The problem is that this “will take months rather than weeks”. However, “the problems are quite pressing…I think he’s struggling”. Therefore, DJ Eldergill explained that he was going to “side with the Local Authority…The situation has significantly deteriorated. It would be kinder for [NC] to move to [the care home]”. It’s relatively unusual for judges to make decisions that run counter to the position taken on P’s behalf by the Official Solicitor. I think this was possibly motivated by an acknowledged need for NC to receive immediate support, with what followed being a way of incorporating the position of the Official Solicitor into the move (and not ‘closing the door’ on the possibility of NC moving to a less restrictive placement in the future).
DJ Eldergill explained that he wanted to understand the cause of the problems that NC is facing, and how best to support him. Given that his “challenging behaviours” (I’ll return to that term later) could be either mental or physical in origin, the judge said that he wanted the problem with NC’s thyroid to be investigated. There was the possibility of a Section 49 order being made to the hospital, in order to ascertain how NC’s thyroid contributes to his physical and mental health. The judge also asked for checks to be made with the GP again, about what can be done about the possibility that NC has cancer.
At this stage, as proceedings were concluding, DJ Eldergill asked NC’s social worker whether he had anything to add. The social worker explained that “attempts to regain independence” in a supported living placement haven’t worked: NC’s mental health has deteriorated. Whereas before he would previously “frequent” the toilet, he now “doesn’t make an effort” to go to the toilet.
In concluding, DJ Eldergill directed that investigations be completed, so as best to understand what’s going on for NC before deciding what happens next. This received no objection from counsel, and a 2-hour hearing was arranged for 7th July 2022 (with a view that the hearing can be vacated if agreement on NC’s best interests is reached before then).
The importance of language
It was quite clear to me throughout this hearing that DJ Eldergill was motivated by compassion for NC, and a desire (as much as reasonably possible) to resolve the problems that NC faces.
However, I was disappointed that the term ‘challenging behaviours’ was used at various times throughout the hearing, and was also used in the Position Statement of the Official Solicitor.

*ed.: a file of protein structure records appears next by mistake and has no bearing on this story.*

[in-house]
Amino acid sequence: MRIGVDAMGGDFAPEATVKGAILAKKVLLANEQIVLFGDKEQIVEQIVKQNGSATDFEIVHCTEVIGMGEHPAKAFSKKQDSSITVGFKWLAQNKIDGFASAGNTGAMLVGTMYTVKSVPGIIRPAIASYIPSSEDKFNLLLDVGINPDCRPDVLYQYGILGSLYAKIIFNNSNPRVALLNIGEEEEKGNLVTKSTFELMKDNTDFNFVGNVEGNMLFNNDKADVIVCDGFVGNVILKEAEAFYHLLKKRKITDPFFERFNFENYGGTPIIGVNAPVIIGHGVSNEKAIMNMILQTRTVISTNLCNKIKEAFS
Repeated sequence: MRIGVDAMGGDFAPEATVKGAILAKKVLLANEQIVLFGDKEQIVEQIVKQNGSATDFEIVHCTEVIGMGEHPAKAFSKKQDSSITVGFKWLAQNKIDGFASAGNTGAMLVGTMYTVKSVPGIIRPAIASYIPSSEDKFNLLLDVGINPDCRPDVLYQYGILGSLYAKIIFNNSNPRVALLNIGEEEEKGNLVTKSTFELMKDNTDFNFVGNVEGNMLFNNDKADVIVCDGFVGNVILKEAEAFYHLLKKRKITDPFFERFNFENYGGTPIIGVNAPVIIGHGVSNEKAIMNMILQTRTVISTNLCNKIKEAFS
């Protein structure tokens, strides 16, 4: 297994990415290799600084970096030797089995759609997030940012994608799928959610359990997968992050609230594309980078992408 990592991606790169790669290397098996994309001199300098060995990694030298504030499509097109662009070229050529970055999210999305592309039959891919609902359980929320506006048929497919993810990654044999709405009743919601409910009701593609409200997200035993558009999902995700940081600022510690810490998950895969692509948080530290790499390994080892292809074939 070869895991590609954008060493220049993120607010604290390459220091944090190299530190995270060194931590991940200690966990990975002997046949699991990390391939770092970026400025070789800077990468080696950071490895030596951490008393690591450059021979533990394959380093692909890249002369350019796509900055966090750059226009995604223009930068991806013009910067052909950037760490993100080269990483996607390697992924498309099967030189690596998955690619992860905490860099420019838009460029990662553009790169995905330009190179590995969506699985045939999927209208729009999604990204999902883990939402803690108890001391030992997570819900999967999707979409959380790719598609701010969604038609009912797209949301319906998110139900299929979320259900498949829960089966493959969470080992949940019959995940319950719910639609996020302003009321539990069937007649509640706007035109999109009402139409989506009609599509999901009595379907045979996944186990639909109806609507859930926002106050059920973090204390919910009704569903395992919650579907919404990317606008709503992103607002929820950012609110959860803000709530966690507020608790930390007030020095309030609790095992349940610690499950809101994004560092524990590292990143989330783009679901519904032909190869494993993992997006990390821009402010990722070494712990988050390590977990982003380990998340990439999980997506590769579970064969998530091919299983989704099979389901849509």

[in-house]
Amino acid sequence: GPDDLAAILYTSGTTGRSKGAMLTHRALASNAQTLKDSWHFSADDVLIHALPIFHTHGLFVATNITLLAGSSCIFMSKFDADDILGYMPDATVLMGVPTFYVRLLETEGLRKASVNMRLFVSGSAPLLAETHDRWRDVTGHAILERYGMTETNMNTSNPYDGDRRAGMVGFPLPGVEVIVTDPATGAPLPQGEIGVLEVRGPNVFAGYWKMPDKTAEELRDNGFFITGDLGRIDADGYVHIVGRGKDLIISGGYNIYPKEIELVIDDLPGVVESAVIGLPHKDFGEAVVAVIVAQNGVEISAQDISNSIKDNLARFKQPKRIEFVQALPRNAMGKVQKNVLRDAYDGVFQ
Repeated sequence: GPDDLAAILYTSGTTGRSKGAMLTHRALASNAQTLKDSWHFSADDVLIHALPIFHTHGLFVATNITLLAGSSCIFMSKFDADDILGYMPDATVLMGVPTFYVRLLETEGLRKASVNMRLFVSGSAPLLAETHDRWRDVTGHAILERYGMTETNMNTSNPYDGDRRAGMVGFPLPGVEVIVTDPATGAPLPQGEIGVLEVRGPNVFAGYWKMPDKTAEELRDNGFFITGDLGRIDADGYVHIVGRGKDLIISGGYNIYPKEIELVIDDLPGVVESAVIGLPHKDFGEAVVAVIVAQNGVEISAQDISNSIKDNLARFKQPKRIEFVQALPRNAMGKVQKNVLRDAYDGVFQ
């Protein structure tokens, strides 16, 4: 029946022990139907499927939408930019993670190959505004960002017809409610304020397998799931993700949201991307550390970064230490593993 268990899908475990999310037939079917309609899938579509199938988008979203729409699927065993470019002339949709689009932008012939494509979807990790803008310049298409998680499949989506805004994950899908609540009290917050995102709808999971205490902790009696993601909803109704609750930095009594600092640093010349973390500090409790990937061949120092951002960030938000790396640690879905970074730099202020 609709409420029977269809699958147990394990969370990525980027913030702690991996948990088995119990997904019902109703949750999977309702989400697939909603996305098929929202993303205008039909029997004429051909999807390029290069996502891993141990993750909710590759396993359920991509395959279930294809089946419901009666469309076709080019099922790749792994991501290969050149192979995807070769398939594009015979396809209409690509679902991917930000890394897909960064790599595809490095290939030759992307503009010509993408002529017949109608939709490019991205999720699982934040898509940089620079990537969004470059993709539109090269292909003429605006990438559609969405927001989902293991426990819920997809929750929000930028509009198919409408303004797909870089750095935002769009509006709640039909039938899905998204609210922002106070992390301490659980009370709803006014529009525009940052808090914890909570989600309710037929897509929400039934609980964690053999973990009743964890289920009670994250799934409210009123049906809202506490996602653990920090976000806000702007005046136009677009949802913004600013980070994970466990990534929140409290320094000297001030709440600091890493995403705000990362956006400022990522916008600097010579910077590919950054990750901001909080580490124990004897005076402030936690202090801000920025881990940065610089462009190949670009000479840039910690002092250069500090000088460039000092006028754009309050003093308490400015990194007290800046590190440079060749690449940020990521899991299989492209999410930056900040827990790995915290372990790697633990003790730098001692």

The phrase ‘challenging behaviour’ has been widely critiqued. It emerged in the 1980s to “describe the often puzzling and difficult behaviours of people with significant intellectual disabilities. It replaced a whole host of terms such as…problem behaviour” (p4). In recent years, however, concerns have been raised that “the term has sometimes become used as if it was another diagnosis” (p4).
Another problematic element of the phrase ‘challenging behaviour’ is that what is challenging to one person may not be to another. One example of this is grinding of teeth. If you thought this was being done on purpose, you would think the person grinding their teeth was challenging you. However, when the teeth grinding is accepted as a character trait, the act becomes something that you personally find a challenge. In this way, the perception of the behaviour changes; it (and the person) is no longer challenging but the act is something that challenges you.
There is a suggestion that the term ‘behaviour that challenges’ is preferable to “challenging behaviour” because it conveys the extent to which something is only challenging within a particular social context. One person may be challenged by teeth grinding whilst another doesn’t even notice. Allow me to illustrate the importance of social context in defining what is a ‘behaviour that challenges’. In response to an early draft of this blog, Celia Kitzinger pointed out that she was engaged in ‘behaviours that challenge’ when she held hands with her same-sex partner in public during the 1970s and 1980s. Holding hands is not, in-and-of-itself a ‘challenging’ act – until other people are introduced into the equation, people with specific views about how things ‘should be done’ and what is and isn’t acceptable public behaviour.
I find the phrase ‘behaviours that challenge’ useful because it leads to an immediate follow-up question: who is being challenged? Consider a gentleman who becomes highly distressed during personal care interventions (I have supported a number of people who experience this.) He is frequently incontinent but is unable to recognise a need to change his clothes. When staff attempt to assist him, he hits them. There is no question that this hitting is done ‘on purpose’, and is in service of a goal (stopping the intervention). So, if we refer to this as ‘challenging behaviour’, we stray very close to saying that this gentleman himself is a challenge; a problem to be solved.